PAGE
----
Glory be to the Ordnance Survey
A few weeks back, the Ordnance Survey Ireland maps website (maps.osi.ie) was taken offline and the worldwide Fraternity of Historic Map Nuts held its breath. For the past five years, the OSI site has provided free, world-class access to current and historic Irish Ordnance Survey maps, layering one over the other, so that users can peel back the present with a simple movement of a slider bar, and watch wonderful, 200-year-old detail slowly come to the surface.
The quality of the site was perfectly in keeping with OSI’s history. Set up in 1824 as part of the great process of measuring Ireland that followed the Act of Union, the vast mapping survey was unprecedented anywhere in the world. It was done in the teeth of controversies about scale, contouring, field boundaries, and in spite of government penny-pinching, spectacular bureaucratic infighting and the usual Irish personality clashes (for a blow-by-blow account see JH Andrews’ A Paper Landscape, repr. Four Courts Press, 2006).
What resulted were the best maps in the world. Their quality was largely due to the tenacity and integrity of the two English officers who drove the organisation, Colonel Thomas Colby and his subordinate, Captain Thomas Larcom. With several thousand surveyors in the field, and hundreds of cartographers and engravers at headquarters in Mountjoy in the Phoenix Park (still OSI’s head office), Larcom created a unique map-making factory. He was punctilious about the smallest details – Oliver Goldsmith’s house and tree, Dean Swift’s Glebe – and demanded precise measurement of every townland. He also wanted the maps to be beautiful, and they are.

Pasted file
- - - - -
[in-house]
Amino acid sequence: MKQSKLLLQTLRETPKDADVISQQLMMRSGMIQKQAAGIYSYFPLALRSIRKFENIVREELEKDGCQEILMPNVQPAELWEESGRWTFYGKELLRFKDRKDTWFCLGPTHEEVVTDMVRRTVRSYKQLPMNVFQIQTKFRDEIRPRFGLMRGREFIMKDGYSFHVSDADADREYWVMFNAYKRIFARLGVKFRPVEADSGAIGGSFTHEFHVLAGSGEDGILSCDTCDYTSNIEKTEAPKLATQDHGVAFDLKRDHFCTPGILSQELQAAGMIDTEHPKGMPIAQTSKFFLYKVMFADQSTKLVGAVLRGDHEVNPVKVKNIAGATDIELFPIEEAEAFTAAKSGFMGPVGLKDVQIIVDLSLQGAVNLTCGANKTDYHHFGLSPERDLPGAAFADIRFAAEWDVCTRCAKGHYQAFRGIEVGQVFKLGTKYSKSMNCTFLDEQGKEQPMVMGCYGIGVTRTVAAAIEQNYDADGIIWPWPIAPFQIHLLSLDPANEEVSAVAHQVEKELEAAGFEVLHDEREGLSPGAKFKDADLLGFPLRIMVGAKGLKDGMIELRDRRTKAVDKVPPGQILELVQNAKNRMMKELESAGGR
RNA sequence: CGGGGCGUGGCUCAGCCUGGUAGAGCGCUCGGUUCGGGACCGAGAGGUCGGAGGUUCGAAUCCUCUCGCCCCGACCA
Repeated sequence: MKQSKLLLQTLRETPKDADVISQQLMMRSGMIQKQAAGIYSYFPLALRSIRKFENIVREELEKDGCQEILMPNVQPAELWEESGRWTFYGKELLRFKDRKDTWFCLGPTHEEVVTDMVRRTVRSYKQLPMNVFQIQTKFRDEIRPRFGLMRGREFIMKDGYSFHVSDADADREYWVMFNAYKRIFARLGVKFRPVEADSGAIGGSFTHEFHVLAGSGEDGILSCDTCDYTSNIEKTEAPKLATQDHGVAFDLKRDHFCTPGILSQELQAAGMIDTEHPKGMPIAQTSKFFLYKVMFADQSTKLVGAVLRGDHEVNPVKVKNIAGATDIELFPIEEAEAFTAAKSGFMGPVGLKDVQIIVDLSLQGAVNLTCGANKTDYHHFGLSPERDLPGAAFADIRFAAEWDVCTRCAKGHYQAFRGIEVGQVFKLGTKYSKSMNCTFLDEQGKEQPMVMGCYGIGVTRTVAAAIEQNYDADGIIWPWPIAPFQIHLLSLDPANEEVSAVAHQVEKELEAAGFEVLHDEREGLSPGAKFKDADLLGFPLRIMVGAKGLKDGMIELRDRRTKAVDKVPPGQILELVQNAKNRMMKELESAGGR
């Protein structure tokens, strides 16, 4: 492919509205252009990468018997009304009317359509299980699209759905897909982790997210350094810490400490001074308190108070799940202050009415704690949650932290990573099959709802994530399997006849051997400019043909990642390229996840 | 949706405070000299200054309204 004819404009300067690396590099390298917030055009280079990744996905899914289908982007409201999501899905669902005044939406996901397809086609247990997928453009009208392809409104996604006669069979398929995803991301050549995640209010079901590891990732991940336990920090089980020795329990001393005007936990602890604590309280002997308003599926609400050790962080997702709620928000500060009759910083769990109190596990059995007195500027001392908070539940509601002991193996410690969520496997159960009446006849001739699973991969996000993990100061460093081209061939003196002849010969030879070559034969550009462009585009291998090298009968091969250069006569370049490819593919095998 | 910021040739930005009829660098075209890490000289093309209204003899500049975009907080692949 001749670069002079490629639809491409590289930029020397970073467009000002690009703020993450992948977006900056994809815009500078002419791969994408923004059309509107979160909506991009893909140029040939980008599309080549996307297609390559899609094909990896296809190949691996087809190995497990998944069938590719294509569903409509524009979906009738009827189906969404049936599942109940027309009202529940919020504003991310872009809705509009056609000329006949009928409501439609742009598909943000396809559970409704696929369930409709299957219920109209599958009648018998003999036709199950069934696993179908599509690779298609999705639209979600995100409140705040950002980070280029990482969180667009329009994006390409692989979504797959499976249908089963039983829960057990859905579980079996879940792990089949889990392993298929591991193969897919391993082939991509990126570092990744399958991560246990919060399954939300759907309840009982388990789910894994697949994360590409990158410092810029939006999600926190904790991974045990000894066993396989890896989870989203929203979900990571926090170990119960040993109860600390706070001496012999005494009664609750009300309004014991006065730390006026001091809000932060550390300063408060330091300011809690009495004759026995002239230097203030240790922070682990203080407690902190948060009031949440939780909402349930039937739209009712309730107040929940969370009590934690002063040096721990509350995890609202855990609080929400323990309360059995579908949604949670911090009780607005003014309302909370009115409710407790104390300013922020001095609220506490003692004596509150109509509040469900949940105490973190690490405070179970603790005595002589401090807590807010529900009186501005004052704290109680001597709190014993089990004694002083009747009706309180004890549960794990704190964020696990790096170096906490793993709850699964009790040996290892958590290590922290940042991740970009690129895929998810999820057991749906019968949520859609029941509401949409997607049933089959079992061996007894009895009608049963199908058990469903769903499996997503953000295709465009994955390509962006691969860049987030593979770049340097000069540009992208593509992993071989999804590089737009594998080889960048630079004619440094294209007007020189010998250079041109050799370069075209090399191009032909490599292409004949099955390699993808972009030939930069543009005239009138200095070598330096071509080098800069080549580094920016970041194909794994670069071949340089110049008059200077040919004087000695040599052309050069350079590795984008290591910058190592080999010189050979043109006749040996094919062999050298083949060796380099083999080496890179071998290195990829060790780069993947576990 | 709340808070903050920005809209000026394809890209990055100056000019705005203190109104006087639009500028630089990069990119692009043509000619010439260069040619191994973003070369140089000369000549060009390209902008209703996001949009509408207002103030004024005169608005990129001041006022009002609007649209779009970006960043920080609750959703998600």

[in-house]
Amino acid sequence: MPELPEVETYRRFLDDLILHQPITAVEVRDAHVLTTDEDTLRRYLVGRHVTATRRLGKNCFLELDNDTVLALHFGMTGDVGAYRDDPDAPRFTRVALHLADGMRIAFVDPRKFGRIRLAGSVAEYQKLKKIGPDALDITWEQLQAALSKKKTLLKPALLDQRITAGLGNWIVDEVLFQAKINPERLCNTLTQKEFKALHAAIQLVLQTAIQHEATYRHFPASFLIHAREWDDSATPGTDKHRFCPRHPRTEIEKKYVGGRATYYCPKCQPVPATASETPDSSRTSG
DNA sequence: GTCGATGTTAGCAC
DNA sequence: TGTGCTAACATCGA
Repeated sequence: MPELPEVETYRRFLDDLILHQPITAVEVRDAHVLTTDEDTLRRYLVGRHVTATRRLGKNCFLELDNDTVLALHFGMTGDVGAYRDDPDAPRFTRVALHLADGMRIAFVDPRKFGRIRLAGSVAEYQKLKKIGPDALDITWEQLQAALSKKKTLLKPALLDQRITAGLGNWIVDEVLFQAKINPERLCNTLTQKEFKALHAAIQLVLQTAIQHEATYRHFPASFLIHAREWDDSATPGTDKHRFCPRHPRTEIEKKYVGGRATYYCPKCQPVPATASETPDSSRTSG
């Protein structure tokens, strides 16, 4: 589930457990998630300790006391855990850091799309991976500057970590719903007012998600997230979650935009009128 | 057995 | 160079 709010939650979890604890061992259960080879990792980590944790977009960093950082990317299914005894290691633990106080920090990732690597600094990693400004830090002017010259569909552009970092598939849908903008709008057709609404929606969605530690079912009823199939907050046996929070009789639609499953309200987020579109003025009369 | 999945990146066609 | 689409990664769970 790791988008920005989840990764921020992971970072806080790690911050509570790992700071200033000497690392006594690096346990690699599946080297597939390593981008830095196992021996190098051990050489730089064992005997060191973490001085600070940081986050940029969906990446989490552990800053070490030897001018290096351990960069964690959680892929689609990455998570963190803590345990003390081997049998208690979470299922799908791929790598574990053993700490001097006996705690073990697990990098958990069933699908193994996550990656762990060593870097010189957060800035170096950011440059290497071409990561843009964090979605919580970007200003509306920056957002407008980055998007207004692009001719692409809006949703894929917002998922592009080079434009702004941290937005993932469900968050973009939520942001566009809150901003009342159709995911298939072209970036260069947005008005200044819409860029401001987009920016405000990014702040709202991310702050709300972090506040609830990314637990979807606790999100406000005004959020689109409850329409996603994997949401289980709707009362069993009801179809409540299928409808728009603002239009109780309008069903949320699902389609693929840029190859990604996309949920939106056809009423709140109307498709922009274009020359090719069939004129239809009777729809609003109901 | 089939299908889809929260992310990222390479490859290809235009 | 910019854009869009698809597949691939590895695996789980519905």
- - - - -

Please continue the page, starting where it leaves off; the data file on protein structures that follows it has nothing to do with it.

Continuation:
So when the website came back online two weeks ago, and the historic layers were missing, a horrible sense of dread gripped the Fraternity. But then, last week, they were restored, with even more historic layers, even faster response times and even better magnification. The hosannas were audible from Addis Ababa to Ulan Bator.